No snark or disrespect intended. The question of "Do you plan?" was posed and I, like others, answered in the negative. Living requires achieving balance, one learns to find it in accordance with their priorities. I'm sorry if my philosophy, or manner of expressing it, is not to your liking. I wish you well in your attempts to find your life's solutions.

                        1. re: MGZ

                          No, you didn't just answer in the negative. "I don't like to plan" is answering in the negative. You stated that you "pity" people who plan and call them "anti-hound." Planning is pro-hound for me. I work until 6 or 6:30 each day, and even if I went to the closest store (which is not that impressive) it would be unlikely that I would get there, in, and out, in less than half an hour. If I started dinner at 7 for 3 people (one of whom is a high school athlete who could probably eat half his body weight on a daily basis) we would be eating raw baby carrots and chicken breast seasoned with salt and pepper every day.

                          If I think about what we want to eat for the week, I can get a variety of things from several stores, maybe make a sauce or casserole on a weekend day, and still have a little flexibility from day to day. So I purchased cauliflower as a side for one day-it can be steamed or roasted, with about 50 different seasonings or condiments. It's not like I'm making one big pot of gruel every weekend and eating it three meals a day.

                    2. Generally plan several days meals, if not a full week. It wouldnt be worth going to the supermarket otherwise. And it makes sure we have an interesting and varied set of meals.

                      1. I do not plan weekly or daily meals. However I do keep a full freezer of a variety of meats, & frozen veggies. And I buy a lot of fresh veggies, potatoes, onions, salad fixins, and use them as I feel hunger for them. Hubby shops with me, or is it I with him? so he knows what is in the freezer and refrig, and I often ask him what he feels like on that day. I love to cook, just hate to figure out WHAT to cook. We eat well and will eat the freezer and pantry down to very little left, then do another big shopping or 3 and replenish.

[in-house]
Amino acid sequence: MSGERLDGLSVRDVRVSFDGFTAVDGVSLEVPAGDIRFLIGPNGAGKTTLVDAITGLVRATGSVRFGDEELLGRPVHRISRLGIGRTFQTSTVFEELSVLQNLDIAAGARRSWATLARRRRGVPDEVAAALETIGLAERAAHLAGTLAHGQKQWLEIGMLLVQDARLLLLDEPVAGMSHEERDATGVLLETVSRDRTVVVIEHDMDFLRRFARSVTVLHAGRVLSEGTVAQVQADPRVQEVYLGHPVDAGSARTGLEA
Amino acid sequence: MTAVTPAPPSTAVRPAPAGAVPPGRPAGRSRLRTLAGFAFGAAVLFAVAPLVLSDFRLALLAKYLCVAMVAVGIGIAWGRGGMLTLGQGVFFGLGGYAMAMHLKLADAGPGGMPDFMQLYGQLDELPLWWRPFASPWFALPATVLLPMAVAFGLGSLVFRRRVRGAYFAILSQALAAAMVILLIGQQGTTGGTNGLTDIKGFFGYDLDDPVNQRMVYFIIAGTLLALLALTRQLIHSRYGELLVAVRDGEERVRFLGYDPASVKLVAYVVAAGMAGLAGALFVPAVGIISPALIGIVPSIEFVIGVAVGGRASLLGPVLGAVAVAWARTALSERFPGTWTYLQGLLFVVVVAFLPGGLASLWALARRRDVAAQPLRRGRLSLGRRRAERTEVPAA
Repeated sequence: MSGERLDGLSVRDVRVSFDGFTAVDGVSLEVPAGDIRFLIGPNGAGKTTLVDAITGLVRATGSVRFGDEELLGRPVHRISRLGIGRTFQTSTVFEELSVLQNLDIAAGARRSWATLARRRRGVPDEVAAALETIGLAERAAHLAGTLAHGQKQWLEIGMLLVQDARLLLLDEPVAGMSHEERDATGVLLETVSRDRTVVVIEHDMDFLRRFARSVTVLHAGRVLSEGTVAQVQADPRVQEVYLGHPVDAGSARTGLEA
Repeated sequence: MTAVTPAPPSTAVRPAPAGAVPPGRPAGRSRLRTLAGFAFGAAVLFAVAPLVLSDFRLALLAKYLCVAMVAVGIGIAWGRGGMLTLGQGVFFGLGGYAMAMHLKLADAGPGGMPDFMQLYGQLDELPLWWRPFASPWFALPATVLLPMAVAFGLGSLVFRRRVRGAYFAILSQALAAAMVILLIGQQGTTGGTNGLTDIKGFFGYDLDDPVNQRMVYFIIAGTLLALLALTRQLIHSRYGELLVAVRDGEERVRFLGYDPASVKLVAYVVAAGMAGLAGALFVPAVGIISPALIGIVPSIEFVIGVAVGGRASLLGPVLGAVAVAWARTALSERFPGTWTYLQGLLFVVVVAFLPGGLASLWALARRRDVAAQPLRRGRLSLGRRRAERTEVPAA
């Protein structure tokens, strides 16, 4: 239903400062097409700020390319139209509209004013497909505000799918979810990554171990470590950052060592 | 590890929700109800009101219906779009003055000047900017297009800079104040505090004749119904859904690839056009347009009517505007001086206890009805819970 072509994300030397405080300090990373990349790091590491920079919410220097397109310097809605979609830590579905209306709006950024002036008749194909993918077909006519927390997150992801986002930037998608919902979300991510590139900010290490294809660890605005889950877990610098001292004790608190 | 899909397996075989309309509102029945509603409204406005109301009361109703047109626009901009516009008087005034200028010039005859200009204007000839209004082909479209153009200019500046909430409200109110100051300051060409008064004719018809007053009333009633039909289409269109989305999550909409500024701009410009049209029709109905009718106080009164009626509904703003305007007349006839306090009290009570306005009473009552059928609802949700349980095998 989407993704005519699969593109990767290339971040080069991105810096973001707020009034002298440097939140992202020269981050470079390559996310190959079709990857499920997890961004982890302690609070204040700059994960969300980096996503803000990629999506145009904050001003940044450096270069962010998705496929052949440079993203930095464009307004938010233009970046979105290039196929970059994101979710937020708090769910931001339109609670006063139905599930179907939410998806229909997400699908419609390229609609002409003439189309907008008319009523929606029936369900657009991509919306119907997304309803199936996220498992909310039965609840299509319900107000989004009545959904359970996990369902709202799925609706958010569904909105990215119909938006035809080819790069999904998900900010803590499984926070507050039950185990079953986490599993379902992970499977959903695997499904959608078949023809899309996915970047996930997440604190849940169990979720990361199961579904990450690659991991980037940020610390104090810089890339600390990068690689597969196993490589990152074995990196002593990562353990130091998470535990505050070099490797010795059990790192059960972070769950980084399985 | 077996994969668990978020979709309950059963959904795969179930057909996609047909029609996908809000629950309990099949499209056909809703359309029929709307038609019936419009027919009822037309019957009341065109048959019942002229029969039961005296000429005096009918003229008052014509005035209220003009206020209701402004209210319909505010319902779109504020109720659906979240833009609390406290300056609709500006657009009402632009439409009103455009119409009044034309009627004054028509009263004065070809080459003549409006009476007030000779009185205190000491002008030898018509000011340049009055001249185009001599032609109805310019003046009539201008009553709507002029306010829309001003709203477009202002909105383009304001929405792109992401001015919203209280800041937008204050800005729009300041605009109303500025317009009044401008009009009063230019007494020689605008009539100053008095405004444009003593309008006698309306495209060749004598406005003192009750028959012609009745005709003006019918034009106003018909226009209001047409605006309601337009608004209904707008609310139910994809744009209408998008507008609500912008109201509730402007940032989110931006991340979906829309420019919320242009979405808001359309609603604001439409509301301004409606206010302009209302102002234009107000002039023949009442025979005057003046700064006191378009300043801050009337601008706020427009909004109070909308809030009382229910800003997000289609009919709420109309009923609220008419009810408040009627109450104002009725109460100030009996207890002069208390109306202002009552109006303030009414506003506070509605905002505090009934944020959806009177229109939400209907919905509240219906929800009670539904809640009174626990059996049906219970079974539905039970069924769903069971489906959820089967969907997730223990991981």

We are retired now, but this is the way I have cooked & shopped for almost 45 years, next month. It works for us. DH made a list of entres that we like, and sometimes we will refer to it for something I have forgotten, or just hadn't cooked recently. Many of them are from our years raising children when $$ was scarce!!! Good healthy frugal cooking, and all 3 of our kids know how to cook on a dime too.
                        Right now I'm into trying new food items I've never had.....like Kale. Had it last week for the first time, and I'm 67, imagine that, and we really liked it. Might try some other greens next week. I have to keep it fresh somehow.

                        1. I like to plan about 5 meals a week, that leaves me with rom to change my mind at the market. I do try and think about utilizing any leftovers in other meals, or have them for lunch or breakfast. For instance I am going to do pork tenderloin tonight, 1 with grill seasonings and 1 with asian marinade. That way I can make a Thai salad with the marinated one the next day. I am excited to see how this years FIRST vegetable garden will change our menus. I think we will just keep more proteins in the Freezer and go from there.

                          1. I have a 'system' that really works for me - Each day has a theme with a list of meals that my family likes ie Sundays - Roast (Lamb, chicken, fish etc)
                            Monday - Quick and Easy (usually with leftovers or pre-prepared food)
                            Tuesday - Pasta dishes
                            Wednesday - Pulses, rice
                            Thursday - Meat (chops, sausages Mince etc)
                            Friday - Fish
                            Saturday - Take -outs or home-made 'junk food' (Pizza, Chinese etc)
                            This allows flexibility, depending on whats fresh at the grocery store but I don['t have that - "what do I cook tonite" dilemma, and I know that over a week the family are eating a well- balanced menu. It keeps meat to a once or twice a week minimum.